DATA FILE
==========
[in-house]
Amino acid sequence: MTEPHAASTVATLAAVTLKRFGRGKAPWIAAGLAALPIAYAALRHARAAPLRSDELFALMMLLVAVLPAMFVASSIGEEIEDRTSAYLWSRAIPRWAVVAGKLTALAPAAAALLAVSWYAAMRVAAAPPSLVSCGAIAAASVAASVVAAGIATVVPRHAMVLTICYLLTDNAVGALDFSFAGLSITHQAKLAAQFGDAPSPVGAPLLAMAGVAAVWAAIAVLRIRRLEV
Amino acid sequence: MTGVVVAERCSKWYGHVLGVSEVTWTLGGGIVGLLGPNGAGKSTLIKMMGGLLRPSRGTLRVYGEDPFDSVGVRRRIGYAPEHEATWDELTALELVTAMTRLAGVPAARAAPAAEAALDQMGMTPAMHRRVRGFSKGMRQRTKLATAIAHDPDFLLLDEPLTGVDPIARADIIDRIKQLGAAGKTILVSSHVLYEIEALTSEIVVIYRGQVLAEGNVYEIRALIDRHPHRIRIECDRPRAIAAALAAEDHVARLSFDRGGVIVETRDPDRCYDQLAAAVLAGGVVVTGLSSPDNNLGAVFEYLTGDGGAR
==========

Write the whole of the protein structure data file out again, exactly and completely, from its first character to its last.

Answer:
[in-house]
Amino acid sequence: MTEPHAASTVATLAAVTLKRFGRGKAPWIAAGLAALPIAYAALRHARAAPLRSDELFALMMLLVAVLPAMFVASSIGEEIEDRTSAYLWSRAIPRWAVVAGKLTALAPAAAALLAVSWYAAMRVAAAPPSLVSCGAIAAASVAASVVAAGIATVVPRHAMVLTICYLLTDNAVGALDFSFAGLSITHQAKLAAQFGDAPSPVGAPLLAMAGVAAVWAAIAVLRIRRLEV
Amino acid sequence: MTGVVVAERCSKWYGHVLGVSEVTWTLGGGIVGLLGPNGAGKSTLIKMMGGLLRPSRGTLRVYGEDPFDSVGVRRRIGYAPEHEATWDELTALELVTAMTRLAGVPAARAAPAAEAALDQMGMTPAMHRRVRGFSKGMRQRTKLATAIAHDPDFLLLDEPLTGVDPIARADIIDRIKQLGAAGKTILVSSHVLYEIEALTSEIVVIYRGQVLAEGNVYEIRALIDRHPHRIRIECDRPRAIAAALAAEDHVARLSFDRGGVIVETRDPDRCYDQLAAAVLAGGVVVTGLSSPDNNLGAVFEYLTGDGGAR